Audio Signal Controlling Electromagnet

Discussion in 'The Projects Forum' started by jamd, Jan 27, 2014.

1. jamd Thread Starter New Member

Jan 27, 2014
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Hi,
I'm a total newbie, so I have a project where I want to manipulate some ferrofluid with an electromagnet using an audio input (from say an iPhone). My initial thoughts was to have say 3 band passes corresponding to 3 electromagnets so you can see the individual elements of the song (such as bass ext).

I was hoping you guys could point me in the right direction in what to read up on how I can get this project rolling.

Like I said total newbie, had some experience with circuits from A level physics but thats about it!!

Many Thanks!
James

2. shteii01 AAC Fanatic!

Feb 19, 2010
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You are probably better off with three different filters.

Generally speaking, audio is from 2 Hz to 20 kHz. You have to break it down into three ranges. Use low pass filter for low frequencies. Use bandpass filter to pass middle frequencies. Use high pass filter to pass high frequencies.

So. Find out the voltage of the iPhone output. Find out voltage input of electromagnet. Then you can design the filters.

jamd likes this.
3. djsfantasi AAC Fanatic!

Apr 11, 2010
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Speakers are really electromagnets.

Driving multiple speakers by frequency is done through a circuit called a speaker cross over.

Another approach is to research color organs. Basically your original idea.

Is this enough information to research? Also, I'd ask myself what field strength you need to drive your ferrofluid.

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4. jamd Thread Starter New Member

Jan 27, 2014
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So if I were to do this speaker cross over circuit and then connect the input to an AUX jack and outputs across the electromagnets this would get the desired effect? Id need to create something to amplify the power of the signal as the electromagnet wouldn't generate a magnetic field strong enough to have the desired effect.

Sorry about the questions like I said total newbie!

5. #12 Expert

Nov 30, 2010
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Unless there is something you aren't telling us, I think this is a lame idea. Consider the refresh rate of a TV. Anything faster than 30 frames per second looks like a continuous movement to a human. What do you expect to see at 300 or 3000 cycles per second?

I think the ferrofluid will just seize up and you will see basically nothing.

Keep talking. Maybe we can work this out.

6. GopherT AAC Fanatic!

Nov 23, 2012
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Ferro fluid is going to need more power than a headphone jack from your iPhone. You need some type of amplifier.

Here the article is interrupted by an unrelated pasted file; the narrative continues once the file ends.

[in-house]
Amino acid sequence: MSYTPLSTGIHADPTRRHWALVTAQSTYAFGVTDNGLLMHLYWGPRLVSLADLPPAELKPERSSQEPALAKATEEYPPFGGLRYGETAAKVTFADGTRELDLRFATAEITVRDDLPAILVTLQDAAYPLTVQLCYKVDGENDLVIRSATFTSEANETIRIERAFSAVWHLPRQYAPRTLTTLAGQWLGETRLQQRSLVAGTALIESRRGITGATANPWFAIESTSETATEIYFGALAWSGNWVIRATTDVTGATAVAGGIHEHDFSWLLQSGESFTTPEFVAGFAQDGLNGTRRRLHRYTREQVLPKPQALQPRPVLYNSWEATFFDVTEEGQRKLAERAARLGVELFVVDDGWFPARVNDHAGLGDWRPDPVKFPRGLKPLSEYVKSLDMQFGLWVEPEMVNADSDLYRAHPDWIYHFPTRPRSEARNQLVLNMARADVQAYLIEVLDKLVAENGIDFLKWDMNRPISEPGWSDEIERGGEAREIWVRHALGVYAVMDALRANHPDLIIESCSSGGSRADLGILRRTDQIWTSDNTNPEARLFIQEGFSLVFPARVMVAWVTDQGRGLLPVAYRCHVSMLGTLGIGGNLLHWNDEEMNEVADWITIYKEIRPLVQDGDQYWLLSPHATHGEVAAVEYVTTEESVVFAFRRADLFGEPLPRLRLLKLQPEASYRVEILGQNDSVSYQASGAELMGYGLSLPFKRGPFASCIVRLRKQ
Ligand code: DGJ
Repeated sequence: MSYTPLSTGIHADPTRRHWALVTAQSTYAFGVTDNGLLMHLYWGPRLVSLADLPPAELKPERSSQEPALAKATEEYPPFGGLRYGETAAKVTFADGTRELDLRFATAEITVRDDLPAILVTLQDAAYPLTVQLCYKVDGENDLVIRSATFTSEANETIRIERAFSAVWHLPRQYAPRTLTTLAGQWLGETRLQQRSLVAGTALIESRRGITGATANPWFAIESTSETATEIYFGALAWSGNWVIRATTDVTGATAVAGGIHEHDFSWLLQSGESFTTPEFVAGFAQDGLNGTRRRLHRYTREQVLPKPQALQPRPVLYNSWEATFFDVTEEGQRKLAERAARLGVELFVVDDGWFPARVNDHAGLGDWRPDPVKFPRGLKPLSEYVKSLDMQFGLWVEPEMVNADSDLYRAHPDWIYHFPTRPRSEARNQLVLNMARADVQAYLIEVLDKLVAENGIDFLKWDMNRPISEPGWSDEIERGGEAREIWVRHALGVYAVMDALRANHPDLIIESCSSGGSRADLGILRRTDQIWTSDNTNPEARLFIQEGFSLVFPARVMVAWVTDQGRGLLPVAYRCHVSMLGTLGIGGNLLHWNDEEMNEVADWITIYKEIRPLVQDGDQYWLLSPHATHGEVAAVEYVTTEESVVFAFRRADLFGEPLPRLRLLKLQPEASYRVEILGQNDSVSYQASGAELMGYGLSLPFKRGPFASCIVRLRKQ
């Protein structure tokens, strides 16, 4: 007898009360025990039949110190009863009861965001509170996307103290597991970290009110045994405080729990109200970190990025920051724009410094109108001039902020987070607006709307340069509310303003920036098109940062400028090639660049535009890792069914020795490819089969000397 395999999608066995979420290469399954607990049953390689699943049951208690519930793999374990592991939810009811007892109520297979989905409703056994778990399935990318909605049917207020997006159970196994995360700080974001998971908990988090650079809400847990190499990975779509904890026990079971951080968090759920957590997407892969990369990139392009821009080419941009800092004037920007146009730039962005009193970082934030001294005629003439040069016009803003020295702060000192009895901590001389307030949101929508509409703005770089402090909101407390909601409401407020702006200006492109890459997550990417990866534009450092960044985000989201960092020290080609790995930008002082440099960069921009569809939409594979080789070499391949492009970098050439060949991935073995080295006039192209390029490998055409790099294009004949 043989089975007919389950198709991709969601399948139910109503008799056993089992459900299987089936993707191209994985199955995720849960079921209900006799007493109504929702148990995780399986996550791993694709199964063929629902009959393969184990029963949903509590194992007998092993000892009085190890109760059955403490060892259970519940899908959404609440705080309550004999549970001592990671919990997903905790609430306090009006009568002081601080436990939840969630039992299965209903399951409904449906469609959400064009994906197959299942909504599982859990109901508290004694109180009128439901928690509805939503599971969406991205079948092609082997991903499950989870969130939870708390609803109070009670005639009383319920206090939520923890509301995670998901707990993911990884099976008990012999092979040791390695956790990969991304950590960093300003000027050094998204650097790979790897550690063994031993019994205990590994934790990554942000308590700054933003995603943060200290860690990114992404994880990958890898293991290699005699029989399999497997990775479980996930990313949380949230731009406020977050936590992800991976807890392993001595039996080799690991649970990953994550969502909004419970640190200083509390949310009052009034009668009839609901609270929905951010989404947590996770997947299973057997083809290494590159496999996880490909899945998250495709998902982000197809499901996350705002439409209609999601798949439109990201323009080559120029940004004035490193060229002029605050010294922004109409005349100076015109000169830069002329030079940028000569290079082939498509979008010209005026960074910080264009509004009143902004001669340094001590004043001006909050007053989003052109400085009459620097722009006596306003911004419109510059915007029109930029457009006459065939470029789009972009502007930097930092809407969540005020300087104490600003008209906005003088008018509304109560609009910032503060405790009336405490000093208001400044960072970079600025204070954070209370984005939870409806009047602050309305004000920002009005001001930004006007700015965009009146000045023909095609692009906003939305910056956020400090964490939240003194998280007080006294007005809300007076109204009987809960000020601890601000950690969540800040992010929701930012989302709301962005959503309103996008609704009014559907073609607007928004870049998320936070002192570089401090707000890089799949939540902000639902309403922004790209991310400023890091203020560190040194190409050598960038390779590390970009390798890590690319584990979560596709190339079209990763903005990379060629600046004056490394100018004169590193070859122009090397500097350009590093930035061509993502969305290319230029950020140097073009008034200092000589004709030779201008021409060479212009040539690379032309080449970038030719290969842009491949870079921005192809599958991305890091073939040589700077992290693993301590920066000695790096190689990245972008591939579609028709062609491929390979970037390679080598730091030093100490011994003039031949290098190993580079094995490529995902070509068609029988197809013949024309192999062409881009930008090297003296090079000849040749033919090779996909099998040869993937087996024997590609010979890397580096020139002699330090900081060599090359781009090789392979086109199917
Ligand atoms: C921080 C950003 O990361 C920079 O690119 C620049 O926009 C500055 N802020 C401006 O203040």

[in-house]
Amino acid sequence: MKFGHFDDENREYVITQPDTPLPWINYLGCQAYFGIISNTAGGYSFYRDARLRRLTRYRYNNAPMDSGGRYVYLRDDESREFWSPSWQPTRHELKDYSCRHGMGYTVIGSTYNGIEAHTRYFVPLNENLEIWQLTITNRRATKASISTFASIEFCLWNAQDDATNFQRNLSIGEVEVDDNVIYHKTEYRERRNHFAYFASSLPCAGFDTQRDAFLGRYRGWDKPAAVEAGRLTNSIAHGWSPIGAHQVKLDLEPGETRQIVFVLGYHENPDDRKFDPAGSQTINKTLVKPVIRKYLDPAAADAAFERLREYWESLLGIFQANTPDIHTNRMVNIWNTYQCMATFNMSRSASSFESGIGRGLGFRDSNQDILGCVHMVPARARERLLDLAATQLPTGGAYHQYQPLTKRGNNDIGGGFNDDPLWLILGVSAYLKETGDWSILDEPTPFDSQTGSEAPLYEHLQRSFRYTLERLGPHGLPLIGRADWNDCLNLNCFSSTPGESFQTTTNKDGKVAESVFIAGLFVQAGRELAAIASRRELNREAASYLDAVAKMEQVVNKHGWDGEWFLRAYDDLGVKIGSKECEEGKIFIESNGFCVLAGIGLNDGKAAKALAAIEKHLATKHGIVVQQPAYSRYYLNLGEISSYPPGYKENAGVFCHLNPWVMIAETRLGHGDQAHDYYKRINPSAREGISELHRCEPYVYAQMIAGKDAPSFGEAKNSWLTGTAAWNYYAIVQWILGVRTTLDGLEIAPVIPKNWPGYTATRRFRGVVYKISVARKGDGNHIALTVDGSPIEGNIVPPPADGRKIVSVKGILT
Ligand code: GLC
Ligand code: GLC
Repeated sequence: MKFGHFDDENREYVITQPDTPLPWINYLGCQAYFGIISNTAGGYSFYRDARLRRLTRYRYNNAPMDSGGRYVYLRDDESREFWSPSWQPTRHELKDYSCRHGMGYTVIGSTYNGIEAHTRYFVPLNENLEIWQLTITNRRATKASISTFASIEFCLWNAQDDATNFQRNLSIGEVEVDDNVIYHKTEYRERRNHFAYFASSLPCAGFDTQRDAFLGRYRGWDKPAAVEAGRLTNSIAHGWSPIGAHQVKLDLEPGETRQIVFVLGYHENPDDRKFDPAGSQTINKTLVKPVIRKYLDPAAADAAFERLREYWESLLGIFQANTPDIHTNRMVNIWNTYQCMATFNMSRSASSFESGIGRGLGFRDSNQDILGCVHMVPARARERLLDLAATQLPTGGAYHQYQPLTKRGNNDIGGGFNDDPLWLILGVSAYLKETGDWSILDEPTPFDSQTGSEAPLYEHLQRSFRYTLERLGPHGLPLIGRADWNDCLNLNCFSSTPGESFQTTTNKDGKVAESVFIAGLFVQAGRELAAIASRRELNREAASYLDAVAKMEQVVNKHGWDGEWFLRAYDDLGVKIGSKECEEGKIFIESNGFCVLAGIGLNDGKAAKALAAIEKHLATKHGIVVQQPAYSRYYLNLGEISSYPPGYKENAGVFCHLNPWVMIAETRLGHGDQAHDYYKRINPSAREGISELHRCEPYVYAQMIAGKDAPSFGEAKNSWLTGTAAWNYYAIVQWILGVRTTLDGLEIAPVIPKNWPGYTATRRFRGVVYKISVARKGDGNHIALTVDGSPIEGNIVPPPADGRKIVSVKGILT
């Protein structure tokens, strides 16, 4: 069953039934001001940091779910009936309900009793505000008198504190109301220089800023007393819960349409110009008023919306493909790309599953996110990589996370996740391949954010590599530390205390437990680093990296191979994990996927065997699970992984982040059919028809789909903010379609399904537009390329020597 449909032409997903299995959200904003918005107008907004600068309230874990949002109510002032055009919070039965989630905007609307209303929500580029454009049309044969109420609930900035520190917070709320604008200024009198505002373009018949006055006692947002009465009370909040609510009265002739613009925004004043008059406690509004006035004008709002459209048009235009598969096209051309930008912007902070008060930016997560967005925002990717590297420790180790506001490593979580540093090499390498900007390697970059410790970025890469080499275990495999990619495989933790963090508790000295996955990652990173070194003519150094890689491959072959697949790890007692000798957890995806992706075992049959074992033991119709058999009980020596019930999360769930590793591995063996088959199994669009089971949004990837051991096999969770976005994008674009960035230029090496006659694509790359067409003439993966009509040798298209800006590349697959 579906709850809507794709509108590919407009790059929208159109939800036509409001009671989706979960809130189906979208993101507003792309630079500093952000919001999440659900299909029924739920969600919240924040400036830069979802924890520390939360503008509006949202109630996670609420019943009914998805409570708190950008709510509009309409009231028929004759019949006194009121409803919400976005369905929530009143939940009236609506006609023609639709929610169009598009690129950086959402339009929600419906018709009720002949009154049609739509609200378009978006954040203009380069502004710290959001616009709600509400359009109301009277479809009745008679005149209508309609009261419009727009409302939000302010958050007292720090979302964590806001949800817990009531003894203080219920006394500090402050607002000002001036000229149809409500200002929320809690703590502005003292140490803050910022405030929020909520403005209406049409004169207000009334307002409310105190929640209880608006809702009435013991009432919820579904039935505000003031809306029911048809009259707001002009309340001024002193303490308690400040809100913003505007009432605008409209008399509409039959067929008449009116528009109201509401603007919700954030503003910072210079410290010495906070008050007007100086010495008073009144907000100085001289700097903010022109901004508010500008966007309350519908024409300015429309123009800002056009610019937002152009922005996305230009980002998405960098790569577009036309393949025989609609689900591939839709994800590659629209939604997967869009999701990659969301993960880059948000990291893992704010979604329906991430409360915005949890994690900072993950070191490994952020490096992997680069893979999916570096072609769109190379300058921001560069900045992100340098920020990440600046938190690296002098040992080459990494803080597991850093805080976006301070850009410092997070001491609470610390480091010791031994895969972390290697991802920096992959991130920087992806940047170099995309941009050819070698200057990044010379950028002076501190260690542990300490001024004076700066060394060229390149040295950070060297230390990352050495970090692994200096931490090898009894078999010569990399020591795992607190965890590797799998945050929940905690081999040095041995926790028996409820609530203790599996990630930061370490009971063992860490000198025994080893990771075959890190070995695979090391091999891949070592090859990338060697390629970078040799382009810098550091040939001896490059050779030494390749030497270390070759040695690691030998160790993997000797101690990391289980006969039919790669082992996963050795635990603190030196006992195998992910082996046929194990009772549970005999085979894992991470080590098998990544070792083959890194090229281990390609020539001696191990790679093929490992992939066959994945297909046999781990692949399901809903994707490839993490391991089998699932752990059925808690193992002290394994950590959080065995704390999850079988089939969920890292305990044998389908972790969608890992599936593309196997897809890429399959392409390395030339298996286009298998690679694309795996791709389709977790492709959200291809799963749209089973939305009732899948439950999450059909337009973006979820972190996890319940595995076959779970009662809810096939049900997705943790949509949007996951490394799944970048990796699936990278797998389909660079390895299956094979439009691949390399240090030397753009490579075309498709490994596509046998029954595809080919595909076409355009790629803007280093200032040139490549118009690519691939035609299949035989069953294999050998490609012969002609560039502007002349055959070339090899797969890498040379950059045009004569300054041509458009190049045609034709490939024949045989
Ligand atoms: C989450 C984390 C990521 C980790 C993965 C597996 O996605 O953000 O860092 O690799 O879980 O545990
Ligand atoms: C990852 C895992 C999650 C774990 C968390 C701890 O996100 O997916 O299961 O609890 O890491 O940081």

Do you know what magnetic field strength your ferrofluid will need for a reasonable response?

7. jamd Thread Starter New Member

Jan 27, 2014
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I had this exact discussion with my physics teacher this morning actually, is there a way of "scaling down" a frequency of a wave. For example when we get a 3000 hz wave we scale it down by a factor of 1000 (as an example of course so we get 3hz) and use that for the input of the electromagnet. How would these (https://www.youtube.com/watch?v=bozAVSIHvh4) get around the high frequency problem? I mean the way these work is by a motor spinning some sort of fan pushing water up to a certain heigh. Now the height depends on the power of the motor so can't I just do exactly what there doing but instead vary the power across the electromagnet.

Many Thanks!!

8. jamd Thread Starter New Member

Jan 27, 2014
5
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A headphone jack of an iPhone I think only throws out 300 millivolts (and not going to be a great deal of current so no where near enough power), so I was thinking of having the circuit amplified by a mains supply. I have no idea how I would even create such a circuit let alone incorporate a mains supple to amplify it. Or weather thats possible aha

Many Thanks!!

9. jamd Thread Starter New Member

Jan 27, 2014
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I was thinking of using a circuit like this as a basis (http://www.jameco.com/Jameco/workshop/diy/ledcolororgan.html) and instead of having the LED output replace these with electromagnets, but how would a) amplify the signal b) Vary the voltage across the electromagnets with the amplitude/loudness of the individual bands

10. GopherT AAC Fanatic!

Nov 23, 2012
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You can use frequency dividers like the CD4040 chip that can divide by 2 many times (each outpot has different divide by 2 factor for one input frequency).

For a quick test, you could pull a signal generator out of your physics teacher's closet (or make a 555 timer square wave generator of your own, then output that to a standard stereo receiver (\$20 on craigslist.com -or- use your brother's stereo). You might also track down a signal generator app for your iPhone as the frequency source.

Using a signal generator will give you an idea of how the ferrofluid will respond to frequency before you build a crossover and frequency divider. The fluid may not respond as you expect and it will save you a bunch of time.

11. #12 Expert

Nov 30, 2010
16,346
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Here is a concept drawing of an amplifier from 40 Hz to 160 Hz. That's all of a bass guitar up to the 8th fret. The first stage gives an adjustable gain of 1 to 11 and the second stage gives a gain of 20, and it can push some reasonable current.

No promise that this is how it will end, but it's a start.

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